When President Calderón of Mexico announced the creation of a National Council for Financial Inclusion, one of the first tasks he assigned was to ensure all financial data included statistics on financial inclusion:
“I would also like to urge the Minister of Treasury, in his capacity as Minister and as member of such Council, not to wait two or three years to conduct the financial inclusion surveys. … Every time the Minister receives financial information related to the country, there must be some financial inclusion data in it.”
We believe both policy making and private sector decision making is much improved when it is rooted in rigorous research and analysis. (In fact, rigor is one of the four values of The Bill & Melinda Gates Foundation). Better evidence can improve outcomes in a number of ways:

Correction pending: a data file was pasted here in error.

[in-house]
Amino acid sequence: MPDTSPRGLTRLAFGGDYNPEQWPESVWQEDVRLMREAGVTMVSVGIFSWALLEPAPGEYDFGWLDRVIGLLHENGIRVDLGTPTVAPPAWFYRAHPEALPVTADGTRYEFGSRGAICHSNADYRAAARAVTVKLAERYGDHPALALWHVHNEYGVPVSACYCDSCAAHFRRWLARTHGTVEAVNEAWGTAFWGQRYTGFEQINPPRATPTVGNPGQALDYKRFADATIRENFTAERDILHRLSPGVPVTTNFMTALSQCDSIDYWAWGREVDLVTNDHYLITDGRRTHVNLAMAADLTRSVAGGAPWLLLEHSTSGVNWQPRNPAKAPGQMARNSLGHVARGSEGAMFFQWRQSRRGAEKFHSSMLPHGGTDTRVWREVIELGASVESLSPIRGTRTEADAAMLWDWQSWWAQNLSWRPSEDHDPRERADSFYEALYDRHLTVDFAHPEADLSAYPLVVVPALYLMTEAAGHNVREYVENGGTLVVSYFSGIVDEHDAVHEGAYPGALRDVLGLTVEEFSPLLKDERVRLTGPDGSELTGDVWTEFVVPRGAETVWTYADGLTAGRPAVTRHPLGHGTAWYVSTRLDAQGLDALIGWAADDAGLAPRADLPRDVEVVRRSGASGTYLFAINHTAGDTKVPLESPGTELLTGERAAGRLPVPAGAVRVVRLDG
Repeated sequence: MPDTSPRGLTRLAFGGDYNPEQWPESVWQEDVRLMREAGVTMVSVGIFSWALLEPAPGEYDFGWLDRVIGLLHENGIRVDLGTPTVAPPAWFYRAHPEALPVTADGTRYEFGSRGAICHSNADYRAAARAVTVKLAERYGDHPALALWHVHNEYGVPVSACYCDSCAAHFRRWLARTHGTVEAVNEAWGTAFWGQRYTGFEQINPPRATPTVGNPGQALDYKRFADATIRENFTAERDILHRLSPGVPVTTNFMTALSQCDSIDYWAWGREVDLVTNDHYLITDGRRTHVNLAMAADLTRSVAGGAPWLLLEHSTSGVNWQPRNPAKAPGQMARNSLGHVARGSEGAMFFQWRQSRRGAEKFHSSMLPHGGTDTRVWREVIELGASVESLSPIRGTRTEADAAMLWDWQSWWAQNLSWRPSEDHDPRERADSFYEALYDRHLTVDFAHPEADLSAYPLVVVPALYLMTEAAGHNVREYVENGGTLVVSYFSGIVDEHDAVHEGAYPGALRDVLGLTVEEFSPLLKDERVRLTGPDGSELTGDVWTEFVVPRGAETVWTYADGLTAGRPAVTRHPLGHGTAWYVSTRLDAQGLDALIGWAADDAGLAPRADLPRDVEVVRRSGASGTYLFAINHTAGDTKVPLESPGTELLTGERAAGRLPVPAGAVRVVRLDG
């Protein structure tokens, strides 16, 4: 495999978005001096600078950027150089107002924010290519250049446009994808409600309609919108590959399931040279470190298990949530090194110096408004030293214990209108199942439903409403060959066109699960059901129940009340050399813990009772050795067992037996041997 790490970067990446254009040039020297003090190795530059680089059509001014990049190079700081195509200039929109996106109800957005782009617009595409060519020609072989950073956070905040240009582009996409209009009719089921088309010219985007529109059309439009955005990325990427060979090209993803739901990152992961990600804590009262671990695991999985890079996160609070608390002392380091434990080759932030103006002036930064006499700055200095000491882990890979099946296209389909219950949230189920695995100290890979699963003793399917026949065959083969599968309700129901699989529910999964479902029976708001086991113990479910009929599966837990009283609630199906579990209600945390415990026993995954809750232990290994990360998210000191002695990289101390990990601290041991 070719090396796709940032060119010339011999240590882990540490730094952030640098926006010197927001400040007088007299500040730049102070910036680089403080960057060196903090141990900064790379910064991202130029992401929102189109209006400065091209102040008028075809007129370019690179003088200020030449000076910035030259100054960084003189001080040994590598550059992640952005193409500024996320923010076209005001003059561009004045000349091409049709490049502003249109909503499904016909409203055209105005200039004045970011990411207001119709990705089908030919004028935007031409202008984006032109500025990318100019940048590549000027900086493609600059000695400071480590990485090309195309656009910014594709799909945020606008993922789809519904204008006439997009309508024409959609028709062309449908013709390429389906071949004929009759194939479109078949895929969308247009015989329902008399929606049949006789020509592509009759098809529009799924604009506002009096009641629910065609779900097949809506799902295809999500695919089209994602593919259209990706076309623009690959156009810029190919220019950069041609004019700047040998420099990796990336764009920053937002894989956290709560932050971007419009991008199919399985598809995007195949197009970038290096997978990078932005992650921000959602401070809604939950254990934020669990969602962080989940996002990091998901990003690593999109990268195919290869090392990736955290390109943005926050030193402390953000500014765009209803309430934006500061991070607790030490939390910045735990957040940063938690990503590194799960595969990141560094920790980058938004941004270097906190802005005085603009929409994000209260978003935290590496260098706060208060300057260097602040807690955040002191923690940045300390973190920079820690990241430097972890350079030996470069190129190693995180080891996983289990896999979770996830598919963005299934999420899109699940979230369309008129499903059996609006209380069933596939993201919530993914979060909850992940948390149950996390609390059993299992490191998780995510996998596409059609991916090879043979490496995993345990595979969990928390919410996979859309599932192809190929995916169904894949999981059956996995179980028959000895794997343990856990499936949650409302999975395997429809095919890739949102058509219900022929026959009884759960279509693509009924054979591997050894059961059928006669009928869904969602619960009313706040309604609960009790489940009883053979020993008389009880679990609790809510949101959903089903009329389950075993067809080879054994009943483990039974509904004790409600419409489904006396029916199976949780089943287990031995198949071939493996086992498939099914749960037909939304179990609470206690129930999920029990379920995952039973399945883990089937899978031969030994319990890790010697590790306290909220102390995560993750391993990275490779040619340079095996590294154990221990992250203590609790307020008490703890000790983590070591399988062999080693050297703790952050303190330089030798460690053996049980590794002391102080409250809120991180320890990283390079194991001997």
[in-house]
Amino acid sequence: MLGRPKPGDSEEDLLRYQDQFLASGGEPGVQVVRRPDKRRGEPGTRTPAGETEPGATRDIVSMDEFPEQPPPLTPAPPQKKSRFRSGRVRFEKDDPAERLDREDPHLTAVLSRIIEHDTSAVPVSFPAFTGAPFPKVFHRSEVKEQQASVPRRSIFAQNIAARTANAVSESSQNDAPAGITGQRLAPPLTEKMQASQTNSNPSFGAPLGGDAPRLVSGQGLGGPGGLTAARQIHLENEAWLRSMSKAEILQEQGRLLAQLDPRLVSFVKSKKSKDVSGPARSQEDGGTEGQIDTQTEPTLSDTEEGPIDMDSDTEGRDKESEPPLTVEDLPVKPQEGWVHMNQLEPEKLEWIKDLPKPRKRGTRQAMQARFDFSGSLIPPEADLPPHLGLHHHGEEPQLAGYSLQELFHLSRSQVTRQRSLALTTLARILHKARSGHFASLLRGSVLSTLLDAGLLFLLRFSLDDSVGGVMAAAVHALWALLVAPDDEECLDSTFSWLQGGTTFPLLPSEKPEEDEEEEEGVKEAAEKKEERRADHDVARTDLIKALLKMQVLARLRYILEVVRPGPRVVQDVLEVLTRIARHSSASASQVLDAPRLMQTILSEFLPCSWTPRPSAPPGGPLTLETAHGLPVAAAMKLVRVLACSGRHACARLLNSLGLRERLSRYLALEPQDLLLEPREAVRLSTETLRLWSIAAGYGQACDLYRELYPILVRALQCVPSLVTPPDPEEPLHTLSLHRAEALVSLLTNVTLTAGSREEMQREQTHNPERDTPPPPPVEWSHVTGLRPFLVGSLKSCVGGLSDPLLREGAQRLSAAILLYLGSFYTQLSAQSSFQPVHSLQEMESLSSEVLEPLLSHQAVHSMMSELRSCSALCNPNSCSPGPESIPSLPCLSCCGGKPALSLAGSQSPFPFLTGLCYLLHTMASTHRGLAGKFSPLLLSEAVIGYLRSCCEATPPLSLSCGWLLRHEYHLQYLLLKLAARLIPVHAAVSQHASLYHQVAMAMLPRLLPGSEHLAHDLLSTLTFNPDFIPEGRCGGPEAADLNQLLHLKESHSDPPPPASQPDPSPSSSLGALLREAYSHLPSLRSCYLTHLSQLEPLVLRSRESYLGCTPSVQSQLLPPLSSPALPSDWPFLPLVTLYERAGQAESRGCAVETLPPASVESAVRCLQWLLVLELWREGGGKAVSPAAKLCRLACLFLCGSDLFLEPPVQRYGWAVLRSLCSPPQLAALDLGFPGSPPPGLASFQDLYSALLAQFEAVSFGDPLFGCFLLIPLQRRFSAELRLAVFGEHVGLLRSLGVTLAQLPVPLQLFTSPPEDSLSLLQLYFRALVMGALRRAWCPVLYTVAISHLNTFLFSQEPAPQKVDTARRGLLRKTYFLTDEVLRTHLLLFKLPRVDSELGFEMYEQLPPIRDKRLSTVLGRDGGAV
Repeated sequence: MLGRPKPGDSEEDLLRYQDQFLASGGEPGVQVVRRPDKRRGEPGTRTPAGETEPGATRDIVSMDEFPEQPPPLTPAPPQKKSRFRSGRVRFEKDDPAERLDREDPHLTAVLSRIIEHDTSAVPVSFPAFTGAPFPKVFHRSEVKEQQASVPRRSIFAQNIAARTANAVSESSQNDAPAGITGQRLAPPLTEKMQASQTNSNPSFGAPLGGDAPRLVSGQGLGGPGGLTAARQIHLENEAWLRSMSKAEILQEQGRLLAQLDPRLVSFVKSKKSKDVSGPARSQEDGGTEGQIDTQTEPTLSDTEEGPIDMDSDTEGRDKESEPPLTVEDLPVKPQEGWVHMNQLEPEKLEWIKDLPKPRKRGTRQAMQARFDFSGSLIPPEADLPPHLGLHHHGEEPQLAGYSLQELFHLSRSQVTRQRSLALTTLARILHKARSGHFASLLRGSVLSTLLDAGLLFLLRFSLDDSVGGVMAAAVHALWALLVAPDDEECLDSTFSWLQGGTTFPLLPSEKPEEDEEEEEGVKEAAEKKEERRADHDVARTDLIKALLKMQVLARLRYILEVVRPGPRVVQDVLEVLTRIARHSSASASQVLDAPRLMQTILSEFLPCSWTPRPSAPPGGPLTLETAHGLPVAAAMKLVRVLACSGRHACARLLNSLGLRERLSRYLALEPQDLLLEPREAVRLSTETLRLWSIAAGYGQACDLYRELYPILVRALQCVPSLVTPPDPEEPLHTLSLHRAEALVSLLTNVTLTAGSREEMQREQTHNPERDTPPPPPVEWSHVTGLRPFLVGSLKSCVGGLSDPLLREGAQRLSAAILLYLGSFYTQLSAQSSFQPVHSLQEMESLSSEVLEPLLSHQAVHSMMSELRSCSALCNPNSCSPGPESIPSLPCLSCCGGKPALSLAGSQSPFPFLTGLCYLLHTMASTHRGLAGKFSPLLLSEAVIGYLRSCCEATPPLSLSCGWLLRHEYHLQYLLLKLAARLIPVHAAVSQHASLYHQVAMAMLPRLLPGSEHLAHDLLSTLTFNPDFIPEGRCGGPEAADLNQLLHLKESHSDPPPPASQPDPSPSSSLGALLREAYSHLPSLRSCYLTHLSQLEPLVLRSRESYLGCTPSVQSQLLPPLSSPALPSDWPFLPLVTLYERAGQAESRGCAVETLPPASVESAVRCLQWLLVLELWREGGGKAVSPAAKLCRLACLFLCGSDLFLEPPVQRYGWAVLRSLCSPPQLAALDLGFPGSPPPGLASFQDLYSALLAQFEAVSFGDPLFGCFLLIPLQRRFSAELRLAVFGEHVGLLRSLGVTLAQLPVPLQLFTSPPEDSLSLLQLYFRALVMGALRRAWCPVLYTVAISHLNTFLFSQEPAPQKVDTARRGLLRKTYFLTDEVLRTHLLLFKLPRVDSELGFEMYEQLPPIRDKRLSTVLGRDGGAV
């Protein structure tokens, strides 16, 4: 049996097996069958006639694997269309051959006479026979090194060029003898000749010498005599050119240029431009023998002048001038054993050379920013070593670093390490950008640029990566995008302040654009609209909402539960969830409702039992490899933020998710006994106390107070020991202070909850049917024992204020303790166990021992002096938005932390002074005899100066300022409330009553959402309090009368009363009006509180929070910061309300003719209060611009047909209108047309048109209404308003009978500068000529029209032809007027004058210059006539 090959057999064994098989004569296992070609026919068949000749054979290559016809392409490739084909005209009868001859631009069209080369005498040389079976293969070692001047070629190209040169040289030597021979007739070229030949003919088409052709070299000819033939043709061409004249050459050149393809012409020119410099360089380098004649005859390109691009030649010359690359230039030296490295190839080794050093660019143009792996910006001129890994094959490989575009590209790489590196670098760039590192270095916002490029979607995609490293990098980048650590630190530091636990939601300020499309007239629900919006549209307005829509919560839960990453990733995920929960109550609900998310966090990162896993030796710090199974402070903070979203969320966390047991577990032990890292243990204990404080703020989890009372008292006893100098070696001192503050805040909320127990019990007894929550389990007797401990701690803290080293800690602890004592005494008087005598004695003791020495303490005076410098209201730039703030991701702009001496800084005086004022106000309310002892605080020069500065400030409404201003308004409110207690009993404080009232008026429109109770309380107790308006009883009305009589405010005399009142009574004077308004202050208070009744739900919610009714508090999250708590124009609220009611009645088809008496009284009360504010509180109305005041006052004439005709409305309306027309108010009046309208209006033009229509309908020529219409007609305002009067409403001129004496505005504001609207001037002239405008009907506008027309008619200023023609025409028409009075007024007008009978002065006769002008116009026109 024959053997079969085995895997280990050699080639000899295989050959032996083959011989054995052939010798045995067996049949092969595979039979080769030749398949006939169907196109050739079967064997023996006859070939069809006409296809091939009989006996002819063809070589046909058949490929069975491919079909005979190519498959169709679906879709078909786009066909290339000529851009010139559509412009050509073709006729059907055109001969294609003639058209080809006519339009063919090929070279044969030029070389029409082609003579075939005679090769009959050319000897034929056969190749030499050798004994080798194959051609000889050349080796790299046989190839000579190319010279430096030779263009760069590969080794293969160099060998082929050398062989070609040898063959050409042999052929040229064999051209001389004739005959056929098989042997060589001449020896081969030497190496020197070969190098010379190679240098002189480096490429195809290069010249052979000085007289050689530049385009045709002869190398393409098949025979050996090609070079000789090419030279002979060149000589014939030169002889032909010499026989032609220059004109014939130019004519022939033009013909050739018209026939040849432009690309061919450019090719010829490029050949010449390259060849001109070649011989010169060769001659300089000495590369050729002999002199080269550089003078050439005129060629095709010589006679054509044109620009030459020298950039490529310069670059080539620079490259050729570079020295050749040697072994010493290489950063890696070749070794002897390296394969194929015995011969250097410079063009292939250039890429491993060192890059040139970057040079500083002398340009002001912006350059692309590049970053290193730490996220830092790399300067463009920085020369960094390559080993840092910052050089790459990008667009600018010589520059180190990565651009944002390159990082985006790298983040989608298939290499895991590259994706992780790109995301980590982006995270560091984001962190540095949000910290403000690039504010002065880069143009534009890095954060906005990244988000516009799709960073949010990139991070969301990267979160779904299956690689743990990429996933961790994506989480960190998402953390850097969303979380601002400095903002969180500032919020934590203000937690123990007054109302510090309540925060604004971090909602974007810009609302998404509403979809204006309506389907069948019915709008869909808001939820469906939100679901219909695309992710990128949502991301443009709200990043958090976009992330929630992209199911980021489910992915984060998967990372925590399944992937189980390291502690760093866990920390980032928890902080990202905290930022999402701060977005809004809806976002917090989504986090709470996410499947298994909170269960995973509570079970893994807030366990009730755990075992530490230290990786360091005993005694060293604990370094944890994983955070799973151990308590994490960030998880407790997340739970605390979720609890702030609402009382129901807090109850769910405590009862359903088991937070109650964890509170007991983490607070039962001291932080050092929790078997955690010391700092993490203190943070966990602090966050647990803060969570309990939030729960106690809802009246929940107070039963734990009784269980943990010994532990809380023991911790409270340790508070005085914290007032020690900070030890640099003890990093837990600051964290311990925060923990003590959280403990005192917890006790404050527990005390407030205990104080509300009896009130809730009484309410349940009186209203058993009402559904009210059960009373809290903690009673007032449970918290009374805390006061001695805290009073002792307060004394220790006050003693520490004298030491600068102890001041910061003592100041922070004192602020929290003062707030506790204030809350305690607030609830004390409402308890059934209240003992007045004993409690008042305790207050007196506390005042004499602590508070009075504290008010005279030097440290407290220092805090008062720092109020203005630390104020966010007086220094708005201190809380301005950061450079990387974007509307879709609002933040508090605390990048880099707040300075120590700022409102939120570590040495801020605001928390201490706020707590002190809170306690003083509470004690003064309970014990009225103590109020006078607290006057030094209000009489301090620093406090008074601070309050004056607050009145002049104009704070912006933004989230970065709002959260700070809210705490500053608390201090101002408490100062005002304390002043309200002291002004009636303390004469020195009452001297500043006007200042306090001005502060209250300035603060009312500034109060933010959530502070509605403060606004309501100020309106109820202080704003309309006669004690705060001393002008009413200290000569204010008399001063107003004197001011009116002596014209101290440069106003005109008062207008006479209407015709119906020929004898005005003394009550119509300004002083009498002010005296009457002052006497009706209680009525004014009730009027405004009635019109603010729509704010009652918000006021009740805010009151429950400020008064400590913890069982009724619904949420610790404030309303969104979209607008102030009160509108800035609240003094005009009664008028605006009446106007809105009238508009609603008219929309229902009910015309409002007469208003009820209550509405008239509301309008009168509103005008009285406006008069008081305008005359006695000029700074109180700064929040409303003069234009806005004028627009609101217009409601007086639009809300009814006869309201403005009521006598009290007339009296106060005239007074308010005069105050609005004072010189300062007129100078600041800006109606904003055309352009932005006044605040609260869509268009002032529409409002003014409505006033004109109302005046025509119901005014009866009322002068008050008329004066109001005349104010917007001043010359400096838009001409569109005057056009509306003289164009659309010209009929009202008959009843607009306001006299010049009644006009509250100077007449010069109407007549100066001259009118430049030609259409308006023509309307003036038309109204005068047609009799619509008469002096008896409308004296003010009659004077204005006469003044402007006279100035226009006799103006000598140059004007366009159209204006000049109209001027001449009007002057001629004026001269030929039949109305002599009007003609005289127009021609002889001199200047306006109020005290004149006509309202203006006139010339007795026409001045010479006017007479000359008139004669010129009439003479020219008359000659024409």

- Put a spotlight on the problem of exclusion at both the global and national level;
- Inform policymakers with data to support more effective policy making;
- Enable donors (including ourselves), governments, and service providers to better target their activities and gauge their impacts over time;
- Stimulate research into the barriers to financial inclusion and its relationship to macroeconomic growth, inequality, and poverty.
This understanding motivated our efforts to co-create the Global Findex, which we were very excited to see launch at the World Bank Spring Meetings.
Why the need for a new data set on financial inclusion?